"Arab Society in Israel," a new book edited by Aziz Haidar and published recently by the Van Leer Institute and United Kibbutz Publishing,
There you go, I've made a very popular mistake, right there in my last sentence. "A fifth of Israeli citizens." In fact, Arab Israelis make up just over 15 percent of the country's population.
According to the most recent numbers from the Central Bureau of Statistics (2001), there are 957,000 Israeli Arabs, not including Jerusalem Arabs, who aren't citizens. And even if we include Jerusalem Arabs, the Arab percentage of Israel's citizenry wouldn't pass one-sixth.
This mistake is often used as a weapon in the "demographic debate" current in our society.
I've also chosen a few stats to challenge existing assumptions. For instance, the claim that removing Israeli jurisdiction from the "Arab triangle" would ease the "demographic problem."
Many people know that Knesset candidate Avigdor Lieberman proposes just such a plan, one that is sure to gain him many votes from simple people who like simple, strong solutions.
Even without addressing the moral or legal angles of such a plan, the numbers alone show its futility.
Some 220,000 people live in the "triangle," including tens of thousands in villages such as Tira and Kfar Kara that would be impossible to cut off, due purely to geographic reasons.
And would the rest of the Arabs in the area agree to cut their ties to Israel, even if they were generously compensated? One need only look at one more statistic to figure out the answer: Some 57 percent of Arab men work outside their villages. They are unlikely to willingly trade their sources of income for a life of poverty.
Demographically, too, the numbers show that cutting the triangle off from Israel would yield minimal demographic benefit. There are 115,000 Arabs in the Negev, reproducing at a rate twice that of their co-nationalists in other parts of the country.
If this trend continues, "Triangle Arabs" will quickly become a small percentage of Israeli Arabs, and Lieberman will be forced to draw yet another border in the south.
Another statistic, this time regarding Arab productivity: Arab unemployment rates are slightly below Jewish ones, but the surprising fact is that amongst Arabs with higher education the percentage of unemployed is much lower than educated Jews: 1.7 percent, as opposed to 4.6 percent of Jews.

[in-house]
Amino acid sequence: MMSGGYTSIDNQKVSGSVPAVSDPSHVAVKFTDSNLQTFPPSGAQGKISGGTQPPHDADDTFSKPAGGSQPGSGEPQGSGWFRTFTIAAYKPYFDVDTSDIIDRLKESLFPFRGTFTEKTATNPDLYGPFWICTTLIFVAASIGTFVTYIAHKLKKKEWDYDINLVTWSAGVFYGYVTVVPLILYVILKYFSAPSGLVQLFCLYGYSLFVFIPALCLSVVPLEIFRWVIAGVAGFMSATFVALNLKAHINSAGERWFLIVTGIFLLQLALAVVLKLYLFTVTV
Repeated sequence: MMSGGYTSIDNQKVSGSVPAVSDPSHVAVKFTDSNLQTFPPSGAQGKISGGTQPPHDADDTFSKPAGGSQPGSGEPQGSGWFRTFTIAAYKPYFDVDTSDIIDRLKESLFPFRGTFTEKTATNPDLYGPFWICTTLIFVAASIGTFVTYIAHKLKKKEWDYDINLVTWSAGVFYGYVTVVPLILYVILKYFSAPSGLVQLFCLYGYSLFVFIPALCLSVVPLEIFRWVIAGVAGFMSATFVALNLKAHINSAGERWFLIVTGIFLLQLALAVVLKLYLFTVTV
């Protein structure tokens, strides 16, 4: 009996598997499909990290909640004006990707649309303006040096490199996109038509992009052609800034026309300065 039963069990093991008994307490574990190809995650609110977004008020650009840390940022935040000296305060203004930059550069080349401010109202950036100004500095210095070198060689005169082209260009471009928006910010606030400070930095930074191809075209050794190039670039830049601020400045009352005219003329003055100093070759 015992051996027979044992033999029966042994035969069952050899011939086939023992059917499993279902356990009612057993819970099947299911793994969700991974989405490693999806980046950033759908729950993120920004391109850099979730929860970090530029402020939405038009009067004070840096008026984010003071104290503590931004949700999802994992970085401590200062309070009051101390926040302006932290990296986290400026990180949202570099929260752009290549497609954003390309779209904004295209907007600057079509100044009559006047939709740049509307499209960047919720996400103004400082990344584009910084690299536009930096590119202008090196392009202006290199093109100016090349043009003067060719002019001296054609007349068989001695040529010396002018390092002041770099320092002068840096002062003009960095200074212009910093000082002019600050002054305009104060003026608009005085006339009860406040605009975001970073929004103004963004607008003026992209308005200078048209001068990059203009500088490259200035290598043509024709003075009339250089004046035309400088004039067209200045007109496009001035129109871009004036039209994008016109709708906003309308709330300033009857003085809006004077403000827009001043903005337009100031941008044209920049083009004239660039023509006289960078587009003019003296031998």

Even more surprising is that the number of employed, educated Arab women is significantly higher than the number of employed, educated Jewish women.
The rash conclusion is that raising the number of university-educated Arabs is a more worthwhile economic investment than amongst Jews.
But the truth of the matter is that low unemployment amongst educated Arabs derives in (large) part from their willingness to do jobs Jews refuse to do, teaching in particular.
The relegation of educated Arabs to these professions derives from sharp discrimination in the workplace, which finds expression in the next shocking statistic: Arabs are almost completely absent from the highest paid sectors on the job market: electricity and water, banking, finance, global economic organizations. Just 1.8 percent of Arabs work in these areas.
And to top it all off, another stat: If I would ask you (or myself, before reading the book) whether Jews or Arabs were likely to be married, I think most people would answer confidently: Jews are much more likely to be single. Nope.
Amongst 30-34-year-olds, 17.4 percent of Arabs are single, as opposed to 13.2 percent of Jews. From 33-44, its even greater (13 percent to seven). And 60-year-old Muslims are some four times more likely to be single than Jews, a phenomenon researchers simply cannot understand.
Aziz Haidar's book is an important work, but we must hope that there are no more books like it in future, because Israel's Arab citizens will be considered just part of the overall makeup of Israel.